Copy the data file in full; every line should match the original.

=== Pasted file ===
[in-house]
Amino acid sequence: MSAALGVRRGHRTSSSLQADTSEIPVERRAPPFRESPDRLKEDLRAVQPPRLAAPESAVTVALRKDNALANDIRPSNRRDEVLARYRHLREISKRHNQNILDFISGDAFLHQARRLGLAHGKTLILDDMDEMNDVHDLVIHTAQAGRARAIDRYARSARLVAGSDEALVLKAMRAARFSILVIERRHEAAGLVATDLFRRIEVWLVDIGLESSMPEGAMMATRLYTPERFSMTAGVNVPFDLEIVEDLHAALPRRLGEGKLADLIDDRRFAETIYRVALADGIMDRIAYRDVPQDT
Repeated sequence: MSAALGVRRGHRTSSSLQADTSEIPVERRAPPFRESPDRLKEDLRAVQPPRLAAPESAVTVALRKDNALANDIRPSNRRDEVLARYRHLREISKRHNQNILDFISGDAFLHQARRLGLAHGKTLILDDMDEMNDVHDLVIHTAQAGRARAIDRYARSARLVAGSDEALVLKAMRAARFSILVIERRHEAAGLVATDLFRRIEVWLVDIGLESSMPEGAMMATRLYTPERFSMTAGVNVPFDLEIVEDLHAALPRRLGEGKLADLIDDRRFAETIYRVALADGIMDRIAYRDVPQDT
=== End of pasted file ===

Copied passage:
[in-house]
Amino acid sequence: MSAALGVRRGHRTSSSLQADTSEIPVERRAPPFRESPDRLKEDLRAVQPPRLAAPESAVTVALRKDNALANDIRPSNRRDEVLARYRHLREISKRHNQNILDFISGDAFLHQARRLGLAHGKTLILDDMDEMNDVHDLVIHTAQAGRARAIDRYARSARLVAGSDEALVLKAMRAARFSILVIERRHEAAGLVATDLFRRIEVWLVDIGLESSMPEGAMMATRLYTPERFSMTAGVNVPFDLEIVEDLHAALPRRLGEGKLADLIDDRRFAETIYRVALADGIMDRIAYRDVPQDT
Repeated sequence: MSAALGVRRGHRTSSSLQADTSEIPVERRAPPFRESPDRLKEDLRAVQPPRLAAPESAVTVALRKDNALANDIRPSNRRDEVLARYRHLREISKRHNQNILDFISGDAFLHQARRLGLAHGKTLILDDMDEMNDVHDLVIHTAQAGRARAIDRYARSARLVAGSDEALVLKAMRAARFSILVIERRHEAAGLVATDLFRRIEVWLVDIGLESSMPEGAMMATRLYTPERFSMTAGVNVPFDLEIVEDLHAALPRRLGEGKLADLIDDRRFAETIYRVALADGIMDRIAYRDVPQDT